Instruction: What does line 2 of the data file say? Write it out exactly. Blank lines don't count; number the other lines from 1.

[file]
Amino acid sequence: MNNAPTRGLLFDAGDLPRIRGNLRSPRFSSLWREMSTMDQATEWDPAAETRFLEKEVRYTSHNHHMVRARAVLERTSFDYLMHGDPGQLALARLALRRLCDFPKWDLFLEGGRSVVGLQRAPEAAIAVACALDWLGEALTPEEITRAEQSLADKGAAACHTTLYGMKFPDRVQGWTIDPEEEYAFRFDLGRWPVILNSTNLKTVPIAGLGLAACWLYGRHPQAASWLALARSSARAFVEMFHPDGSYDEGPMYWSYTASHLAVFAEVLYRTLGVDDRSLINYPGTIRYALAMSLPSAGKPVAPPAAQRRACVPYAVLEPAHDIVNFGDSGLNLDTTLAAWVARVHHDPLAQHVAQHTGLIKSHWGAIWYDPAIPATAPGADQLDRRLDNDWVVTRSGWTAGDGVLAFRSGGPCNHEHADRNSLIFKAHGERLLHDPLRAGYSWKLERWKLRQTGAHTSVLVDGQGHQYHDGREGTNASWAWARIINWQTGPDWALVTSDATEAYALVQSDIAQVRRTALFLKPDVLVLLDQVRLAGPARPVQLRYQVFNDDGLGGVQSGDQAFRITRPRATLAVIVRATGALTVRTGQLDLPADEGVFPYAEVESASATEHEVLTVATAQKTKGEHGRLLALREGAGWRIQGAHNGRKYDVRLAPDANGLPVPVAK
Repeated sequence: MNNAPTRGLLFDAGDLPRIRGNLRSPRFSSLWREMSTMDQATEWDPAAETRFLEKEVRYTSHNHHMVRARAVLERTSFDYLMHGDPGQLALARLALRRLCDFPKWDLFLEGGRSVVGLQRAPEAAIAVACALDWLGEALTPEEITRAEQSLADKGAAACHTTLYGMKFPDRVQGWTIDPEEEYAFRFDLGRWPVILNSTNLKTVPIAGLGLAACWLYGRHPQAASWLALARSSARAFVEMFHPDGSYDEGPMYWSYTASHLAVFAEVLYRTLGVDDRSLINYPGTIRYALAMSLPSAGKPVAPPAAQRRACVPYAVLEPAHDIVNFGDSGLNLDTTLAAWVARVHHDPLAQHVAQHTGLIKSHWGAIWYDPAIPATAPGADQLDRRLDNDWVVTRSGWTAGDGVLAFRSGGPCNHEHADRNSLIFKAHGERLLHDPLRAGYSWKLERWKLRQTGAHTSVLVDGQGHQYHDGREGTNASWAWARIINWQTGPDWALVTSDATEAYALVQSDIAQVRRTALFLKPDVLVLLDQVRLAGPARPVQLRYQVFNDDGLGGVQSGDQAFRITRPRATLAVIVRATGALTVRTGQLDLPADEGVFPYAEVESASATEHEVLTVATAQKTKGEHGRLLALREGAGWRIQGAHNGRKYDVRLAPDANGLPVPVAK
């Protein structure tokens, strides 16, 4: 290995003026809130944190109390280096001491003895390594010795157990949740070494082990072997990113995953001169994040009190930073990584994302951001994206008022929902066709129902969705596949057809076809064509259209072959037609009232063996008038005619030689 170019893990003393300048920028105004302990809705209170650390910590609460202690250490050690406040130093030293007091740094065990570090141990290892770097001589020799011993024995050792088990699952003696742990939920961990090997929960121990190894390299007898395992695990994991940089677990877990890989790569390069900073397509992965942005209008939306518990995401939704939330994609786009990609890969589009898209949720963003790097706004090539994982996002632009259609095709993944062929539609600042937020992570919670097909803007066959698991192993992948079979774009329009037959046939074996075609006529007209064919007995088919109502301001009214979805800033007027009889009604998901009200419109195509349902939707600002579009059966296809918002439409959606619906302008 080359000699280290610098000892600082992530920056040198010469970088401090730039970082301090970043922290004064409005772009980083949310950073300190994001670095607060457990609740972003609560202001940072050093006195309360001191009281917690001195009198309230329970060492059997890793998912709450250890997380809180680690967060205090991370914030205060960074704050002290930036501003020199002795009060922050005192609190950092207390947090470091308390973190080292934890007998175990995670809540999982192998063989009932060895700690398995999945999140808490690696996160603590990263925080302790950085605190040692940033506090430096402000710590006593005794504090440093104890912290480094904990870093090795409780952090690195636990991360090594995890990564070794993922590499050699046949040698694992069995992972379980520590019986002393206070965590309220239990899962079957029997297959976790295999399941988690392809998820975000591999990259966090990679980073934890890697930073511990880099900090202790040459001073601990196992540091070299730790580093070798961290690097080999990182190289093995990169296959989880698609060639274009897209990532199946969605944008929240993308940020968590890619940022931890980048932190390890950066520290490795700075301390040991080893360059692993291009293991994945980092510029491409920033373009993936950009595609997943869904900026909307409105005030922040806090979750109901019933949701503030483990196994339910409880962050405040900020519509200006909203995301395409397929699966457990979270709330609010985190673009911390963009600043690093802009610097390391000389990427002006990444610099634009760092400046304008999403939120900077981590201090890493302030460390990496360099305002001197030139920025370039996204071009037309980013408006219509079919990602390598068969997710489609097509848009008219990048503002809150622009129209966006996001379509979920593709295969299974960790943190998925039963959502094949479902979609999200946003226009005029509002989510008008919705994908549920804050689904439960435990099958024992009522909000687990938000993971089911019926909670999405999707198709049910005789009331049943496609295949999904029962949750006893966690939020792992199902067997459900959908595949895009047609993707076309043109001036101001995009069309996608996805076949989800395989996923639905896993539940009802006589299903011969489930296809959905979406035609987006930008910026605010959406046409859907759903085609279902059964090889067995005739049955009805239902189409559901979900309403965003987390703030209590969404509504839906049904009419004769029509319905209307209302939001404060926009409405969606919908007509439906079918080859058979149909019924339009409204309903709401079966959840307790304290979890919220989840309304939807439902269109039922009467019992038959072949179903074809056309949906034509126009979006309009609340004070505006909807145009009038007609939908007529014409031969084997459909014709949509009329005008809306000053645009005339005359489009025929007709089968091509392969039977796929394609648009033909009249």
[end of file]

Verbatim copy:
Repeated sequence: MNNAPTRGLLFDAGDLPRIRGNLRSPRFSSLWREMSTMDQATEWDPAAETRFLEKEVRYTSHNHHMVRARAVLERTSFDYLMHGDPGQLALARLALRRLCDFPKWDLFLEGGRSVVGLQRAPEAAIAVACALDWLGEALTPEEITRAEQSLADKGAAACHTTLYGMKFPDRVQGWTIDPEEEYAFRFDLGRWPVILNSTNLKTVPIAGLGLAACWLYGRHPQAASWLALARSSARAFVEMFHPDGSYDEGPMYWSYTASHLAVFAEVLYRTLGVDDRSLINYPGTIRYALAMSLPSAGKPVAPPAAQRRACVPYAVLEPAHDIVNFGDSGLNLDTTLAAWVARVHHDPLAQHVAQHTGLIKSHWGAIWYDPAIPATAPGADQLDRRLDNDWVVTRSGWTAGDGVLAFRSGGPCNHEHADRNSLIFKAHGERLLHDPLRAGYSWKLERWKLRQTGAHTSVLVDGQGHQYHDGREGTNASWAWARIINWQTGPDWALVTSDATEAYALVQSDIAQVRRTALFLKPDVLVLLDQVRLAGPARPVQLRYQVFNDDGLGGVQSGDQAFRITRPRATLAVIVRATGALTVRTGQLDLPADEGVFPYAEVESASATEHEVLTVATAQKTKGEHGRLLALREGAGWRIQGAHNGRKYDVRLAPDANGLPVPVAK